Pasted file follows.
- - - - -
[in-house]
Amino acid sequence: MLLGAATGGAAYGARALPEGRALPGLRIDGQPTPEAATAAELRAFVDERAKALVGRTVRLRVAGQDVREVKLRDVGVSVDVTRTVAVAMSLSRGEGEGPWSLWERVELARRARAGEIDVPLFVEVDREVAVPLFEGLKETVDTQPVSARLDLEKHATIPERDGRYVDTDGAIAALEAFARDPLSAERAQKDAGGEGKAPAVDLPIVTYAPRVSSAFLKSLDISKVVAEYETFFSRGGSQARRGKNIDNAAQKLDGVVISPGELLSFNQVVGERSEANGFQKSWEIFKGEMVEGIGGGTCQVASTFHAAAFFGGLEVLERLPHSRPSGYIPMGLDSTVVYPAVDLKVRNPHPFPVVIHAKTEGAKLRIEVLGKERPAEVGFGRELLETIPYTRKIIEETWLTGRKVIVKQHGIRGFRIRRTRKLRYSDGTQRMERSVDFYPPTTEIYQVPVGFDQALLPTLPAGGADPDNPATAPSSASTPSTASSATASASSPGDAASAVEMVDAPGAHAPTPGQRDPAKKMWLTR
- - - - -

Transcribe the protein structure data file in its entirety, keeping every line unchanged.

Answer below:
[in-house]
Amino acid sequence: MLLGAATGGAAYGARALPEGRALPGLRIDGQPTPEAATAAELRAFVDERAKALVGRTVRLRVAGQDVREVKLRDVGVSVDVTRTVAVAMSLSRGEGEGPWSLWERVELARRARAGEIDVPLFVEVDREVAVPLFEGLKETVDTQPVSARLDLEKHATIPERDGRYVDTDGAIAALEAFARDPLSAERAQKDAGGEGKAPAVDLPIVTYAPRVSSAFLKSLDISKVVAEYETFFSRGGSQARRGKNIDNAAQKLDGVVISPGELLSFNQVVGERSEANGFQKSWEIFKGEMVEGIGGGTCQVASTFHAAAFFGGLEVLERLPHSRPSGYIPMGLDSTVVYPAVDLKVRNPHPFPVVIHAKTEGAKLRIEVLGKERPAEVGFGRELLETIPYTRKIIEETWLTGRKVIVKQHGIRGFRIRRTRKLRYSDGTQRMERSVDFYPPTTEIYQVPVGFDQALLPTLPAGGADPDNPATAPSSASTPSTASSATASASSPGDAASAVEMVDAPGAHAPTPGQRDPAKKMWLTR